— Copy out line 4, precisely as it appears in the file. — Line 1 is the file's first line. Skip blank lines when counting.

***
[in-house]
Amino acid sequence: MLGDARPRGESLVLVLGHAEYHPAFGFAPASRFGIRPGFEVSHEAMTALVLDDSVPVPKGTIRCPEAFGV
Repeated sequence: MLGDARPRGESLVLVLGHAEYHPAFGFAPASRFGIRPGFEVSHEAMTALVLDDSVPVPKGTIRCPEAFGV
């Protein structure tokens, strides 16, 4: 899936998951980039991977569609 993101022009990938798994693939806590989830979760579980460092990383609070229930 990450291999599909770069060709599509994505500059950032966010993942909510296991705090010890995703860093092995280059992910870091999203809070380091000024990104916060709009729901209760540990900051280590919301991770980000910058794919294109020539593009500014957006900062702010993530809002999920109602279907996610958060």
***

């Protein structure tokens, strides 16, 4: 899936998951980039991977569609 993101022009990938798994693939806590989830979760579980460092990383609070229930 990450291999599909770069060709599509994505500059950032966010993942909510296991705090010890995703860093092995280059992910870091999203809070380091000024990104916060709009729901209760540990900051280590919301991770980000910058794919294109020539593009500014957006900062702010993530809002999920109602279907996610958060």